While in the middle of arguing for the right to go to prom with his boyfriend, Luis gets hit on the head and get knocked back into 1985–literally. As he and the younger version of his favorite teacher try to find a way back home for him, Luis takes it upon himself to become friends with the doomed, gay Chaz Wilson. In Luis’ time, Chaz is dead, having been found at the bottom of a cliff. Luis thinks that if he could just get Chaz his first gay kiss, things might change.
Why this book?: i was doing research into the LGBTQ+ stories that my local library has. I found this one and it seemed relatively short. I personally never heard of it and decided to give reading it ago, especially because it sounded … interesting?
This entire review contains talk of extreme homophobia and talk of hate crimes towards queer people. Please do not read if these will bother you.
Still reeling from the death of their uncle, eleven-year-old Bug is struggling to move on.With the imminent move into middle school and their mother’s failing business eating away at them, Bug’s best friend thinks it’s best to focus on preparing for change. She does this by growing their friend group and teaching herself about make-up and boys. But Bug can hardly focus on their feelings about this change when they realize the ghost of their uncle is trying to tell them something.
Why this book?: Something about the summary caught my eye while I was looking for a new audiobook to read from my library. It was most likely the part about gender identity. I decided to pick it up on a whim, having never heard of this book or the author before.
Michael Prasad is tired of everyone telling him to stay inside. Ever since he was diagnosed with suit anxiety, he’s been kept inside the Mars colony while the rest of kids his age travel outside. When he sets out to prove everyone wrong with his best friend Lilith, a solar flare knocks out the magnetic field that blocks the sun’s radiation. Stranded outside, Michael and Lilith have to survive miles from home with just their suits, few supplies, and their minds.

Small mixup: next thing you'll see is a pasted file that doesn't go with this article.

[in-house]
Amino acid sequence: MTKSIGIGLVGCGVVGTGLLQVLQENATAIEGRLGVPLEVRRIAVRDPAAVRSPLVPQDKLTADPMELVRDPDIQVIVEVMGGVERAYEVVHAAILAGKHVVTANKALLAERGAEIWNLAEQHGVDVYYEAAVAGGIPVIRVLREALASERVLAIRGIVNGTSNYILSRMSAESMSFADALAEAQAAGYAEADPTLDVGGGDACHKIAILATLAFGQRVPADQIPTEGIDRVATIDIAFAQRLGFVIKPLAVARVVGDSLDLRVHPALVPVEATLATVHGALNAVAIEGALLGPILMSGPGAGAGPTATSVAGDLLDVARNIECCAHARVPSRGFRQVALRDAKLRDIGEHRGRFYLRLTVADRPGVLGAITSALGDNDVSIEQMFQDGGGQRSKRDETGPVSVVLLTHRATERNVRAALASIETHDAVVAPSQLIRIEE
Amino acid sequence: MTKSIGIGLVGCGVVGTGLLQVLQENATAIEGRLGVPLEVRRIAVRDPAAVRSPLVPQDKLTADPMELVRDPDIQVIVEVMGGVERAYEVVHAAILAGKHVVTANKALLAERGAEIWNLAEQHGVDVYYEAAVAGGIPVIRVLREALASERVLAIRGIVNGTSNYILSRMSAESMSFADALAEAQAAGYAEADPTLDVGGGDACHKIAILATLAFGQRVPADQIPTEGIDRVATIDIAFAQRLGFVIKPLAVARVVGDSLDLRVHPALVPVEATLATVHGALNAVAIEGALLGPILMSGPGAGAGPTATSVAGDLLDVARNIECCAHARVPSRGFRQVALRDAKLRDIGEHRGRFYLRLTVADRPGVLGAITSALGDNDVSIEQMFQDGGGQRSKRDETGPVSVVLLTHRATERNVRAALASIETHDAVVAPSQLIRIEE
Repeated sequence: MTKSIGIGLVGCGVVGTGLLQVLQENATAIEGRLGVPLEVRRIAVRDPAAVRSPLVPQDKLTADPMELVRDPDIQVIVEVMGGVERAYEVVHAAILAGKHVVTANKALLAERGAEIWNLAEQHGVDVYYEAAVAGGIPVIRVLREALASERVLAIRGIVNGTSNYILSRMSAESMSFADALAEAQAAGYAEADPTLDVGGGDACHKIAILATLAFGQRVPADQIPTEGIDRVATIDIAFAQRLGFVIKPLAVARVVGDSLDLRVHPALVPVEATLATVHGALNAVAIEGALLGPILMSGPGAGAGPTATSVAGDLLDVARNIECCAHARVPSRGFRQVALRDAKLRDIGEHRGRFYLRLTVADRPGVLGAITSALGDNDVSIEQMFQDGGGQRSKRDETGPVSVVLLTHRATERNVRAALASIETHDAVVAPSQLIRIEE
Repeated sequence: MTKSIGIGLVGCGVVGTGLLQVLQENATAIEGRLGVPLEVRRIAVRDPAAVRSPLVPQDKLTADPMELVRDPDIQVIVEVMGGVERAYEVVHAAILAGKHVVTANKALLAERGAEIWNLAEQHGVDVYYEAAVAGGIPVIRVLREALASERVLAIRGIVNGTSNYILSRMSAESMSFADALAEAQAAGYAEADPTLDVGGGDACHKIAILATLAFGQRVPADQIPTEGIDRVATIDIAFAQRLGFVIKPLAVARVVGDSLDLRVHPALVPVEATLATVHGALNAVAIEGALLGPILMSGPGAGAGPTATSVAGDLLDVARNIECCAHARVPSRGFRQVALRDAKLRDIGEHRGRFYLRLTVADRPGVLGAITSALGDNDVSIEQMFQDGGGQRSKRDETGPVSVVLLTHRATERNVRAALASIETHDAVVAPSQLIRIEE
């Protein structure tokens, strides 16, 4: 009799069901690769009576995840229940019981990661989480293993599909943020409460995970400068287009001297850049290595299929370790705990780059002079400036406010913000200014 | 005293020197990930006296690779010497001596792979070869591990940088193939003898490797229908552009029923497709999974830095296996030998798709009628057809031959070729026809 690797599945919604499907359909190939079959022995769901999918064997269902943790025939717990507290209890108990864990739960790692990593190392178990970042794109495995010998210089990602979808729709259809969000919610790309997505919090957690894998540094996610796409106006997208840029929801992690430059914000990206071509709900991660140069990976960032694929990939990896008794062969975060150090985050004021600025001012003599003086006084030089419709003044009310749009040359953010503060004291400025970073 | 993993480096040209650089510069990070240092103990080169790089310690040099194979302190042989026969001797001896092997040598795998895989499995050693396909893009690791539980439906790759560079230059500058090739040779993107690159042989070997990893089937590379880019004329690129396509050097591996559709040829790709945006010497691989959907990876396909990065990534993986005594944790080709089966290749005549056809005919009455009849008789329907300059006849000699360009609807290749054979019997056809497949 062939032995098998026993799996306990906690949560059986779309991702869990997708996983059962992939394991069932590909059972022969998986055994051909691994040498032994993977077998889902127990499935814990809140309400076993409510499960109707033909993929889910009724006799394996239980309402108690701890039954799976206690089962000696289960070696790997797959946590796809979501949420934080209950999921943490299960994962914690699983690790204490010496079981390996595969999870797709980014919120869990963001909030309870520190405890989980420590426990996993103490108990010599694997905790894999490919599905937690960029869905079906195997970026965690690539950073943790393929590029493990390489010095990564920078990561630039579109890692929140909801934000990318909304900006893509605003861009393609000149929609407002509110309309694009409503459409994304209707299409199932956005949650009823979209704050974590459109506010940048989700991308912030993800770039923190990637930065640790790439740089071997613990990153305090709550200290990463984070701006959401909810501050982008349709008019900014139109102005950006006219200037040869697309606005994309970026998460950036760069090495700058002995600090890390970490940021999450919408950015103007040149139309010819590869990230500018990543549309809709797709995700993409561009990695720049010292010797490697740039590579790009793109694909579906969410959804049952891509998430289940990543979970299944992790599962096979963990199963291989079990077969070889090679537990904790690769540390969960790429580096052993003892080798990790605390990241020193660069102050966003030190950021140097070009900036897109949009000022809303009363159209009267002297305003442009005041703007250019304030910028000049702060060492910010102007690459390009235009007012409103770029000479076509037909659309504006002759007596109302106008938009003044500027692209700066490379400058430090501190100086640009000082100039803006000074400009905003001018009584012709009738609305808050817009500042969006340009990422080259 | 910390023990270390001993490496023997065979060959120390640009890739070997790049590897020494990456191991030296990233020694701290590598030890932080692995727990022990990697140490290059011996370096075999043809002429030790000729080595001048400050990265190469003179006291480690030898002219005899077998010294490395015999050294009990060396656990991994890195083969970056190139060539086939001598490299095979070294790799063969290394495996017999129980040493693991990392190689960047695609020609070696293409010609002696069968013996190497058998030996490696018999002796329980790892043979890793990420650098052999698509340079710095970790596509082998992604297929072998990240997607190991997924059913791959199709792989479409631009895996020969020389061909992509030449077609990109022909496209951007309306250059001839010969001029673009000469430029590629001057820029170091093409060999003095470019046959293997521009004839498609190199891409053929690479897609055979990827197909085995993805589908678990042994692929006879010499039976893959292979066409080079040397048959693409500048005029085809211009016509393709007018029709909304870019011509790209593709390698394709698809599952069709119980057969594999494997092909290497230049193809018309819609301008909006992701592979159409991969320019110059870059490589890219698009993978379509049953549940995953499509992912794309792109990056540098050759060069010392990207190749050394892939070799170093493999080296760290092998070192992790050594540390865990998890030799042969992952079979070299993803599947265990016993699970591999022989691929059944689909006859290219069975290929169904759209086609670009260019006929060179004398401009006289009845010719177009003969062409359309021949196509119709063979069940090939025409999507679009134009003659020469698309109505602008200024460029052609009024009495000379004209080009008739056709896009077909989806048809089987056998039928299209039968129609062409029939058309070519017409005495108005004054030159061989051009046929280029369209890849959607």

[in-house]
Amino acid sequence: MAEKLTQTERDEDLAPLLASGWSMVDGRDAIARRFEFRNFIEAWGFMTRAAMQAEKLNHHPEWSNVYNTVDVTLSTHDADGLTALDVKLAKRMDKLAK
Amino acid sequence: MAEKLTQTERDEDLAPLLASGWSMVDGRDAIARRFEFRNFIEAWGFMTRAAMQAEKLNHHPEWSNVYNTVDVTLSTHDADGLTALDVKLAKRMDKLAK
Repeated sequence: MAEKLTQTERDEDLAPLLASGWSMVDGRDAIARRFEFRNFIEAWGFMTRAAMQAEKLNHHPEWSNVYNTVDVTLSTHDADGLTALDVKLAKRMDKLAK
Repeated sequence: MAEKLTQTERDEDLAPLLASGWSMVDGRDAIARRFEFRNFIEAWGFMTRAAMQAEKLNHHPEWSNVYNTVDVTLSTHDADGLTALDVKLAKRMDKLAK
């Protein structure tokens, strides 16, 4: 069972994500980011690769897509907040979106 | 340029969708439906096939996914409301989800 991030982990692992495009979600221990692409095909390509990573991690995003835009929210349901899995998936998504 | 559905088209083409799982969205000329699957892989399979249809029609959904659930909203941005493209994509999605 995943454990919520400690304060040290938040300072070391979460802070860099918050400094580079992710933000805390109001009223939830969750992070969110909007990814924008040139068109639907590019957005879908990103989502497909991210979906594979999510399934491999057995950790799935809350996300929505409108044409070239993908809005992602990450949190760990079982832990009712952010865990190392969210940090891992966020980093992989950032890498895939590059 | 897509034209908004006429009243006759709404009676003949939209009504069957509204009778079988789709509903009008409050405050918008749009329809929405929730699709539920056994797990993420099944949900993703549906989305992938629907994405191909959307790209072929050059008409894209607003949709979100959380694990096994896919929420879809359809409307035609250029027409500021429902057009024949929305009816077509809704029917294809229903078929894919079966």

Why this book?: I was shelving at my library when I saw this book hidden among the junior fiction. It sounded like a middle grade The Martian, which I loved.
Shy college student Ken Kaneki finally gets the nerve to ask out his crush Rize who he met at the local coffee shop they both frequent, Anteiku. Through a series of unfortunate events, Kaneki ends up in the hospital and an emergency leads to his organs being replaced with Rize’s before approval can be given. As it turns out, Rize is what is known as a ghoul–a human-like monster that sustains itself on human flesh.
Why this series?: I read this series while I was back in high school. I had a lot of good memories of it, and so, since I never finished all of it, I decided that it was time to reread and finish the rest of the series. I wish I hadn’t.
Season two of criminology dives into a mostly unknown case–that is, until the 40-year unsolved case was solved all of a sudden in 2018. The Golden State Killer, also known as the East Area Rapist and the Original Nightstalker, is guilty of over 100 break-ins, over 50 rapes, and at least 12 murders.
Why this book?: Now that I’m back to reading, I’ve decided that I need to make progress on the various books I have from NetGalley that I haven’t sent back feedback on. This is one of them, mainly due to it’s graphic content that I wasn’t expecting.
I would like to thank the people at Wildblue Press for allowing me to have an advance copy of this book via NetGalley.
You must be logged in to post a comment.